How 2 Love Our Cops

Chp 10: Little Future Cops – Being a kid of a cop

Our three boys grew up knowing the risks. We never lied to them about it, but it wasn’t what we talked about at the dinner table either. But what they also knew was that if Mom or Dad died doing the job, we’d go out with a sense of pride, purpose, and loving what it was we were doing.

Jeri, former CHP and wife of CHP[i]

 

I felt a little left out when my son became a patrolman. Suddenly he and my husband had their own little language and a camaraderie. When your kids go into law enforcement, it’s a whole different ball game.

Cassandra, wife and mother of CHP officers

 

It was a beautiful day at the park. The Easter egg hunt was over, but not all the eggs were found, so the older kids were searching the deep grass. Hot dogs sizzled on the grill. A couple of the dads were marveling together at how well the day was going.

“The kids are so well-behaved. I think it’s because we don’t let them get out of hand. They know if they misbehave, we’ll clobber them!” said one officer, laughing.

Heads nodded in agreement because we understood; most cops’ kids are held to a pretty high standard. Their dads have seen what happens out there on the street, and they don’t want their kids to become customers. Chances are that if someone else heard this conversation, they might get the wrong idea. With all of the confusion about parenting these days, there are mixed messages about what is acceptable and not acceptable. But law enforcement parents tend to lean toward a stricter standard.

 

What’s It Like To Be a Cop’s Kid?

Cops’ kids generally don’t get away with much. Police officers are trained to be able to tell when someone’s lying and their kids all the more. There’s also a network of information that gets around as well, especially in rural areas. If an officer’s kid gets into trouble, there’s a good chance he’ll find out about it.

One tendency for law enforcement parents is the need to protect. Recently we had a situation with our nineteen-year-old daughter in that she and her girlfriends befriended a boy who was very handsome and likable. Because they met him at a church youth group, the assumption was made that he was a great guy, and one of the girls developed a dating relationship with him. Then Brent found out that the boy was going to court for stealing a car and had a prior for marijuana possession. Oh, the tearful conversations we had to have with that one! We talked about boundaries with a person who engages in criminal activity even though likable and that it was a bad idea that he come to our home. She was convinced that he had changed his ways, yet Brent could tell from his excuses that he hadn’t yet experienced a turnaround. Out of respect for Brent, our daughter made a choice to distance herself from him in their group and set boundaries like not driving him places. A couple of months later, he abruptly left the group to live on the streets in another state. Hurt that he left without a word, her friends suddenly realized that hanging out with this guy wasn’t the smartest idea.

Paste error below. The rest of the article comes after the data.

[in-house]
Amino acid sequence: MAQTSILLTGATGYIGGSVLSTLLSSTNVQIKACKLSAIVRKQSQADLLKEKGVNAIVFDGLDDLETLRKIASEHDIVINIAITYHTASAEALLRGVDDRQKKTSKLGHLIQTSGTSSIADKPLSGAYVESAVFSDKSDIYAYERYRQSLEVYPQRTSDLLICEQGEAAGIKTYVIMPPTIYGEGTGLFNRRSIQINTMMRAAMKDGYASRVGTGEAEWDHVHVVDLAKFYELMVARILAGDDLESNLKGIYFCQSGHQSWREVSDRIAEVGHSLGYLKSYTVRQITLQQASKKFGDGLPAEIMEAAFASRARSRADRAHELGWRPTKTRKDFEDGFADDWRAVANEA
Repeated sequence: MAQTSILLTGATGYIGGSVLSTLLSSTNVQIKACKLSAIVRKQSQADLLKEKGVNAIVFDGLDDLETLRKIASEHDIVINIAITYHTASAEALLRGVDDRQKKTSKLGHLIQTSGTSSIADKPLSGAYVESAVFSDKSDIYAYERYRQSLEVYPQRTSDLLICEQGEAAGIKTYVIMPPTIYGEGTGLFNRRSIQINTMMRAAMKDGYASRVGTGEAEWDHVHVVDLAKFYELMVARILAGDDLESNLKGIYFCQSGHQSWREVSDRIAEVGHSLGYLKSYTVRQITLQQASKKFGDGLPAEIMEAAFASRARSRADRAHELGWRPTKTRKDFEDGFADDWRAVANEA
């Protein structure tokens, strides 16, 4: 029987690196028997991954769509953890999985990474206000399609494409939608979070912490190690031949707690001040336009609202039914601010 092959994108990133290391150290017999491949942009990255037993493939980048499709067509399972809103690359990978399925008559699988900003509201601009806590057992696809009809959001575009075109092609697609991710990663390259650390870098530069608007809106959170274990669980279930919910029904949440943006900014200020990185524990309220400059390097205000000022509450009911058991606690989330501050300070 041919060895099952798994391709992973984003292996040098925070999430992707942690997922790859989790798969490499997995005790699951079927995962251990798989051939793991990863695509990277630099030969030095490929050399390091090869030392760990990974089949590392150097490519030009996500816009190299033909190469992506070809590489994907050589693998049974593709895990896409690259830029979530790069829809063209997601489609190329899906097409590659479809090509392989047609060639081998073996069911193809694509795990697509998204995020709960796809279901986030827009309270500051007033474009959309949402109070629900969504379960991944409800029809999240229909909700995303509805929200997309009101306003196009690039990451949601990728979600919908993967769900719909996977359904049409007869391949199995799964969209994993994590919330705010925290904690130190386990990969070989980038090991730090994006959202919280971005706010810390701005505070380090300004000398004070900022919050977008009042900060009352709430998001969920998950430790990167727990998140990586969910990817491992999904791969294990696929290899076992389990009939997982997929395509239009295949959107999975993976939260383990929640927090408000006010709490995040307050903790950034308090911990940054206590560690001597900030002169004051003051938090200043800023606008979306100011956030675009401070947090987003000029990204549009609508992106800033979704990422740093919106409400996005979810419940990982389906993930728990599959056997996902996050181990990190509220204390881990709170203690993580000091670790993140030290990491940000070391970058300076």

We can trust our husbands to protect our kids. But sometimes it can go too far. I had a conversation recently with an officer who’d seen a lot of death on duty. I asked him how he dealt with it. He told me that it manifested itself in being overprotective of his wife and kids. He has forbid them to go anywhere at times and won’t allow people to drive them anywhere unless he first okays it. As you can imagine, this hasn’t gone over well. Arguments ensued, and his wife thought he was being jealous. But that’s not what it was. It was his inward responses to watching people die in his arms, guarding a little girl’s dead body for hours to comfort a friend, and wiping another officer’s blood off his uniform. It was these horrible images that manifested themselves into fear for his family.

These situations are so tricky because his fear is valid. The need to control is very real and possibly the only thing he can do to ensure the safety of his loved ones. But it’s also problematic. The answer here is to recognize the reasons for the behavior and work from there to communicate. Your officer needs to be validated and respected in the process, and together you can move toward a workable solution.

Appearance may be a big deal to a police parent as well. Earrings, tattoos, baggy pants, and hairstyles matter to police officers. I’ve listened to several of our non-law enforcement friends talk about not making a big deal out of phases their kids go through. But police officers make judgments every shift about people they deal with on the street. Their lives can depend on it. They are looking for signs of criminal behavior and if the individual has a weapon. There are clues they look for in clothing and behavior, and some of these same clues may appeal to our own kids at some point. But law enforcement parents just don’t want their kids even remotely resembling the people they put in jail.

 


[i]     Correspondence, Code 3 Magazine, (Spring 2007).

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